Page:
Short Bites: What Is a Dental Emergency?
January 9, 2018
What is a dental emergency?
I often get this question from non-dental personnel including case managers, physician assistants, nurses, and nurse practitioners. The following is a short list of questions you can ask patients to guide dental referrals for emergency care:
- Are you in severe pain? Severe pain and bleeding are signs of an emergency.
- Have you lost a tooth? Fast treatment can potentially save a tooth.
- Do you have loose teeth? Adults should never lose teeth. A loose tooth, even without pain, is a serious problem.
- Do you have an infection? An abscess or serious infection in your mouth can be life-threatening, and treatment should be started immediatly. You may notice swelling or knots on your gums or swelling around the face.
- Are you bleeding from the mouth? This is a potential sign of an emergency.
In general, any dental problem that needs immediate treatment to stop bleeding, alleviate severe pain, or save a tooth is considered an emergency. This consideration also applies to severe infections that can be life-threatening.
What is not a dental emergency?
If the problem can wait until your dentist can see you in the next couple of days, it isn’t a dental emergency.
Sometimes addressing problems that seem critical actually can be put off for a day or so, as long as you take care of yourself. For example, a chipped or cracked tooth is an emergency if the fracture is very painful or has left sharp fragments that cause trauma inside your mouth. If the tooth is chipped but does not hurt, you can wait to see your dentist.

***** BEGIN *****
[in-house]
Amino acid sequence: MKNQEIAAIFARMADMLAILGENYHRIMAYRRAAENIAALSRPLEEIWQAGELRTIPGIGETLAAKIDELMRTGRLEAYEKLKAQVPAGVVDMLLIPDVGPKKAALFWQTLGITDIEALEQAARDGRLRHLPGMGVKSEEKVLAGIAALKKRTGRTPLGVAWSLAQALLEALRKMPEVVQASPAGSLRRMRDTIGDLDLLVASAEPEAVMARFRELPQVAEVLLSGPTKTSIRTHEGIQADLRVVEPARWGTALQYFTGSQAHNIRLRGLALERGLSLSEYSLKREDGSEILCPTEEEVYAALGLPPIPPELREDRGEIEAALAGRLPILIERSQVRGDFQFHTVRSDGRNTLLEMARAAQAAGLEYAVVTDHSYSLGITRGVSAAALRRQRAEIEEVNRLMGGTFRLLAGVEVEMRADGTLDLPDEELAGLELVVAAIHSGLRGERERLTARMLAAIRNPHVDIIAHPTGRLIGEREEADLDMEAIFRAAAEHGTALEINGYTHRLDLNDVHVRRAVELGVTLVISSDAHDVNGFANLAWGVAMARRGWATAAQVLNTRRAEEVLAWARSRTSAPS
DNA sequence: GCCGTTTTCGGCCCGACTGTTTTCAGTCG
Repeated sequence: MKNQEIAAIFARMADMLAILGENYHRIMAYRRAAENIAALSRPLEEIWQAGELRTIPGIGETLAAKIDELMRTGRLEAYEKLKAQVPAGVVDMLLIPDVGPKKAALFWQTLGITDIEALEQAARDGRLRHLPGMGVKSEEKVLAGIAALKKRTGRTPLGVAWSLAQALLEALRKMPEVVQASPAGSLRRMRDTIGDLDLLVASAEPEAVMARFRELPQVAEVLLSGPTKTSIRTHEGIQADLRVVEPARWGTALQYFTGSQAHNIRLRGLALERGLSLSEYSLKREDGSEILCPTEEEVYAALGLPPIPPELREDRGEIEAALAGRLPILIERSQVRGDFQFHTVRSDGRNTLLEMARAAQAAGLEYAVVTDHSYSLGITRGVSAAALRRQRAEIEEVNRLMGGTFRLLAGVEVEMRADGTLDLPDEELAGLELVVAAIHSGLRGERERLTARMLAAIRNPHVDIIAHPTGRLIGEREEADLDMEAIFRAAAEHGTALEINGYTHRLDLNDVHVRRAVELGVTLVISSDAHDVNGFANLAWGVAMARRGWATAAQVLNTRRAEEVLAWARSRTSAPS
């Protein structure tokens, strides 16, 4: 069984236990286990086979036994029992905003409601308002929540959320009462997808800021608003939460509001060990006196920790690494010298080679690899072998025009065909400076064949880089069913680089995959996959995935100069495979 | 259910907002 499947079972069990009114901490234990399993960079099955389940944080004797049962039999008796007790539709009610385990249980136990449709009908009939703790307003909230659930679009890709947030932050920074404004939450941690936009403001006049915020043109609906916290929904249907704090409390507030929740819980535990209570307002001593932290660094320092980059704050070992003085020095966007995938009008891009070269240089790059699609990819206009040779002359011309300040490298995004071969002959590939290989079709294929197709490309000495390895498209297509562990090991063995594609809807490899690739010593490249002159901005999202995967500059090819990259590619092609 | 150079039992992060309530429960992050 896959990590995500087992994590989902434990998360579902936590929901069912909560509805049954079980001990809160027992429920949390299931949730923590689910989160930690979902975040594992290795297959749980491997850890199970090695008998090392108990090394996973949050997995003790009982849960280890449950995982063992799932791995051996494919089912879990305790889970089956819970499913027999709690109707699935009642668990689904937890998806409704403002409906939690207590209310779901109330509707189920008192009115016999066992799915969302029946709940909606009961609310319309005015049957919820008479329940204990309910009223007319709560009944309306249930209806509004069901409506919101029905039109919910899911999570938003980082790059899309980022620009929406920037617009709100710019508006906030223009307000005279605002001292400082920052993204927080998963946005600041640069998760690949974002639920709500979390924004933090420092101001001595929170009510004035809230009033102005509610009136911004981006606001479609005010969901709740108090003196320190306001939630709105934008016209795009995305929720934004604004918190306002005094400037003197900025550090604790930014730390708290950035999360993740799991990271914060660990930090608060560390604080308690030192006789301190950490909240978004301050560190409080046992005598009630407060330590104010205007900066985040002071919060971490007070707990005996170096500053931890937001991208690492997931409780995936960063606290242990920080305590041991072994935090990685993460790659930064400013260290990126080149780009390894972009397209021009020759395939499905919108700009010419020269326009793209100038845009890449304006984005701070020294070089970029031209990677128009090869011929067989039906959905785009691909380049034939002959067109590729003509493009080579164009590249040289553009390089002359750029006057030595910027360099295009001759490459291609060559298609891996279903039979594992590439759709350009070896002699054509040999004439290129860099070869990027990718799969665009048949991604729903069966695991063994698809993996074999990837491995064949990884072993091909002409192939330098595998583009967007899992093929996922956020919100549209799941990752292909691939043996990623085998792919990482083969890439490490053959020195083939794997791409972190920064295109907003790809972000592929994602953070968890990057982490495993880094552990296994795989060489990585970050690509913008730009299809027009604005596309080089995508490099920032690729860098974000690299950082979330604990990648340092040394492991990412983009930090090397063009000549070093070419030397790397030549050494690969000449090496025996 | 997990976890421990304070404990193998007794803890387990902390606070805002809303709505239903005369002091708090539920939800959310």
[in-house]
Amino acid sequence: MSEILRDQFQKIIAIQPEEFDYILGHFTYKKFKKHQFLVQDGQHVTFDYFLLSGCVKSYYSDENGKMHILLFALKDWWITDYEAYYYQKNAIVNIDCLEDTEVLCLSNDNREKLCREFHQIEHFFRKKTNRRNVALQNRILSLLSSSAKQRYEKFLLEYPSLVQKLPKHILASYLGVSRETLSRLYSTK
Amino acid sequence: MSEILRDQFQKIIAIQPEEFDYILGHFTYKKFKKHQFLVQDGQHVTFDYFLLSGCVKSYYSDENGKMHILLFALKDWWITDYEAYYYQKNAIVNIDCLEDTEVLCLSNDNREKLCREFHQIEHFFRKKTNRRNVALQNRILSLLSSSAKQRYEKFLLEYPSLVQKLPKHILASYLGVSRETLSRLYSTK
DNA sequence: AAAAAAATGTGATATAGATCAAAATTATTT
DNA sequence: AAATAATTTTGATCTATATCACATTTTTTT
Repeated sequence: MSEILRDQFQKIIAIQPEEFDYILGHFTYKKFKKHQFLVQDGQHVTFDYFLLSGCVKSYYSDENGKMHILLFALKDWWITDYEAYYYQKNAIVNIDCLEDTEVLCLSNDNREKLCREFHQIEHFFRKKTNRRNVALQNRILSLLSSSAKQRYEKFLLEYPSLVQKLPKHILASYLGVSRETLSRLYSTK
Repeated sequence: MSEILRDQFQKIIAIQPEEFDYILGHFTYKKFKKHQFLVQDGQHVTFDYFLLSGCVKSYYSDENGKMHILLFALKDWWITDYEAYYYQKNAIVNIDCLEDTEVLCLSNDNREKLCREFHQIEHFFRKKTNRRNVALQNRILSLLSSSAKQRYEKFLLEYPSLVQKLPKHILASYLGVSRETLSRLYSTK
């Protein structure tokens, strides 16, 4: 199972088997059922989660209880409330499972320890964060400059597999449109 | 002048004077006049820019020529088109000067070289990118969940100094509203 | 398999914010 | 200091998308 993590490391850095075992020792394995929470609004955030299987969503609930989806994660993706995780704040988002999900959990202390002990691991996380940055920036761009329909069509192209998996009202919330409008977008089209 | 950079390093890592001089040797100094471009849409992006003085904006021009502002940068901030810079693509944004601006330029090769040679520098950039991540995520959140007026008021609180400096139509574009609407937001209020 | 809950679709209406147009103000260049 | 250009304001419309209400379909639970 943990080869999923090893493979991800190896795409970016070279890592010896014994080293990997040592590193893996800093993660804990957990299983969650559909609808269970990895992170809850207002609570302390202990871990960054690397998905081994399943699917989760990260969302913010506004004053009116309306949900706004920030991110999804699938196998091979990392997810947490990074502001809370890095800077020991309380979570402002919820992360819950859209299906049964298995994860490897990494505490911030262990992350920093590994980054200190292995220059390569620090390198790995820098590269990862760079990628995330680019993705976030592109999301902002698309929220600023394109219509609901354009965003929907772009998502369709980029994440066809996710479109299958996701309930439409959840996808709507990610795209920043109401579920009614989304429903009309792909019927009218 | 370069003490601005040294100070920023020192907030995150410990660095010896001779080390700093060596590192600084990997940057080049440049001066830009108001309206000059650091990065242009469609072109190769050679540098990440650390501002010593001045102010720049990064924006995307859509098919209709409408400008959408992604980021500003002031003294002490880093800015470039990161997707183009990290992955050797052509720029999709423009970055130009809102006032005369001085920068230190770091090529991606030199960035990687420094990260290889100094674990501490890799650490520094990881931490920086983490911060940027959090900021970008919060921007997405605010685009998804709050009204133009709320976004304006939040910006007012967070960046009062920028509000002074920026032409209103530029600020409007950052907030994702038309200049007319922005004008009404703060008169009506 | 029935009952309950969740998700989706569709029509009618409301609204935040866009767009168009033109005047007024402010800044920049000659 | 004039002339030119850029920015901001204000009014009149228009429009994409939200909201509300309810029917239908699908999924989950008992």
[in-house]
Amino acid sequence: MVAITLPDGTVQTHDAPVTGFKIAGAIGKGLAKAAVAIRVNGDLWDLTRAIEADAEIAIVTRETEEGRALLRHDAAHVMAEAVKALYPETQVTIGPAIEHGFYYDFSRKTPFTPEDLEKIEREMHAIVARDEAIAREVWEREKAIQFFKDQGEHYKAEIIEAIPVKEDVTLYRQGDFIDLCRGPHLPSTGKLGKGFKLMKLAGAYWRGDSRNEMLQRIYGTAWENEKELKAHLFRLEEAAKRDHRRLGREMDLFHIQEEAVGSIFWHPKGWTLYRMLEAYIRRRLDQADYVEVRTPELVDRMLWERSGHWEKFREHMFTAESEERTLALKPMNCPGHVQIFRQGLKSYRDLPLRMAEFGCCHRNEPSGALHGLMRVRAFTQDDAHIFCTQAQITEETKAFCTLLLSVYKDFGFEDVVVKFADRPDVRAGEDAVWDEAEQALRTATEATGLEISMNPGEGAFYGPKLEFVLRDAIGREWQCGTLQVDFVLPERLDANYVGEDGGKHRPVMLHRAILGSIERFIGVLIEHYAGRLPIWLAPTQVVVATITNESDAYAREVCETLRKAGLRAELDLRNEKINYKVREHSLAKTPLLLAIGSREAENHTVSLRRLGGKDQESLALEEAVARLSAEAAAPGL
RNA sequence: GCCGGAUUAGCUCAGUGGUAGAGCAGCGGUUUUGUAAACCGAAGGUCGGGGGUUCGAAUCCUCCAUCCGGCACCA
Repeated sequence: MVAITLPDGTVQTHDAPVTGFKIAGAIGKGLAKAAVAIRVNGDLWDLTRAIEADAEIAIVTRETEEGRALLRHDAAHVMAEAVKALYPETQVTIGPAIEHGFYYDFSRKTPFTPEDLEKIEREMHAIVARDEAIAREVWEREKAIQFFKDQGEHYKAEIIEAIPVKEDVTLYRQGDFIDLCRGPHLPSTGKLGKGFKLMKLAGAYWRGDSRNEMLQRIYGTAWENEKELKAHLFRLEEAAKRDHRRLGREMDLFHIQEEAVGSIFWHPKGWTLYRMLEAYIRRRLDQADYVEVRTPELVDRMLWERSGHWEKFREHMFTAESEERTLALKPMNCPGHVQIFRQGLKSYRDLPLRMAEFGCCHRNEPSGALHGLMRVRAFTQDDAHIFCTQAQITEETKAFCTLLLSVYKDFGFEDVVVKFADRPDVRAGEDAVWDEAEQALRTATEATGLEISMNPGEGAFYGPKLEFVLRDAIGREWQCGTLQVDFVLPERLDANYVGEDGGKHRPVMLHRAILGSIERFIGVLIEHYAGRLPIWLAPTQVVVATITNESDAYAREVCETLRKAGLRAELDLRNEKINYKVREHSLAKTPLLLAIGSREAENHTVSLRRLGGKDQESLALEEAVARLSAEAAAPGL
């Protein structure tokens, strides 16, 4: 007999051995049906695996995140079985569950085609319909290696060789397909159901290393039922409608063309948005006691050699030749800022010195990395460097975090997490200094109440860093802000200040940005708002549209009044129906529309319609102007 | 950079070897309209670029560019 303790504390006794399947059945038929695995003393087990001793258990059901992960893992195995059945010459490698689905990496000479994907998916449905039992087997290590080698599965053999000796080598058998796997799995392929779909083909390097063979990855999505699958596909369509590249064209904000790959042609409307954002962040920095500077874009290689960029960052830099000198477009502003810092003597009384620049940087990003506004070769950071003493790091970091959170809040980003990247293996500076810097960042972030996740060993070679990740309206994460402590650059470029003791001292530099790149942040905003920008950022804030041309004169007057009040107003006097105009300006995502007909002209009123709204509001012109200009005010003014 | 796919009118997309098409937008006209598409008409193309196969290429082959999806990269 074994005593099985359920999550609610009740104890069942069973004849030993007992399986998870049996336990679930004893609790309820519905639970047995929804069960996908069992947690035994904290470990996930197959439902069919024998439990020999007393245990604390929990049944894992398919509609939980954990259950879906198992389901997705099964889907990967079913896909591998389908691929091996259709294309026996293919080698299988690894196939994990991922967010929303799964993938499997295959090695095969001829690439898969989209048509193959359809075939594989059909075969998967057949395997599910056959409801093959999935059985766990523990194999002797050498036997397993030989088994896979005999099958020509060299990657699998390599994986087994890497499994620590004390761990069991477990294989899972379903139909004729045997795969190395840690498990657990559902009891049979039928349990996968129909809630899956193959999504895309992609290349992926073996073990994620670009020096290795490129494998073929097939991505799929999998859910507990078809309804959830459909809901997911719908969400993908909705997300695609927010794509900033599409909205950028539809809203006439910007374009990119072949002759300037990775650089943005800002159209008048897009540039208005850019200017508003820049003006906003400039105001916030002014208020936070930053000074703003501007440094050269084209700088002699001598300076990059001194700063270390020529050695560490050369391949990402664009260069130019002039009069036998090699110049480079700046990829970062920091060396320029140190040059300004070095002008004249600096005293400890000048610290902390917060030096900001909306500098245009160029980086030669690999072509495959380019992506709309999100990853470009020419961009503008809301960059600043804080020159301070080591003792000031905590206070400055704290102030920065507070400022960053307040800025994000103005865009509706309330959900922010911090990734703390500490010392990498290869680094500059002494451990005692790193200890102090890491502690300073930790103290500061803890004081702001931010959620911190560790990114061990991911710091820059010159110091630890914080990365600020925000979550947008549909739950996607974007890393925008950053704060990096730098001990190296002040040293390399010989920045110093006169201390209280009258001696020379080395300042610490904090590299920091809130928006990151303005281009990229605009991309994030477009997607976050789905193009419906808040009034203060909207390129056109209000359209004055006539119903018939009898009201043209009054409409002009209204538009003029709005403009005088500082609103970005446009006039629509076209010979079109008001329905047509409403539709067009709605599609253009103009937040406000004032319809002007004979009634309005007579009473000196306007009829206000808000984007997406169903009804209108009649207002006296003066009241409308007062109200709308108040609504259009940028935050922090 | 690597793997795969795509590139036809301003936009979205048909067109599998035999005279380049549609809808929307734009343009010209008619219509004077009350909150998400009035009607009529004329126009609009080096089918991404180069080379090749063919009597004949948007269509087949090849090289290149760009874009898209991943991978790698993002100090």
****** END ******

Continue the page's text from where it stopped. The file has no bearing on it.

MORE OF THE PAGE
Treatment for a toothache also can be delayed if the pain is not severe and you do not have symptoms of an abscess such as swelling of the face, bumps on the gums, or a high fever. If you have lost a crown or filling, you can likely wait a few days to see your dentist. You can temporarily put a piece of sugar-free gum into the cavity after losing a filling. With a lost crown, you can try putting the crown back in place temporarily with denture adhesive or over-the-counter dental cement — just don’t use super glue.
The best way to prevent dental emergencies is to encourage your clients to stay proactive in their oral hygiene and have routine check-ups with their dentist. During these visits, the dentist will check for loose fillings and crowns as well as signs of decay, infection, and gum disease.
Mark Schweizer, DDS, MPH, is an Assistant Professor and Director of Development and Special Projects, and Program Director for Ryan White HIV/AIDS Programs at Nova Southeastern University College of Dental Medicine. Dr. Schweizer is also Dental Director for the Southeast AIDS Education and Training Center.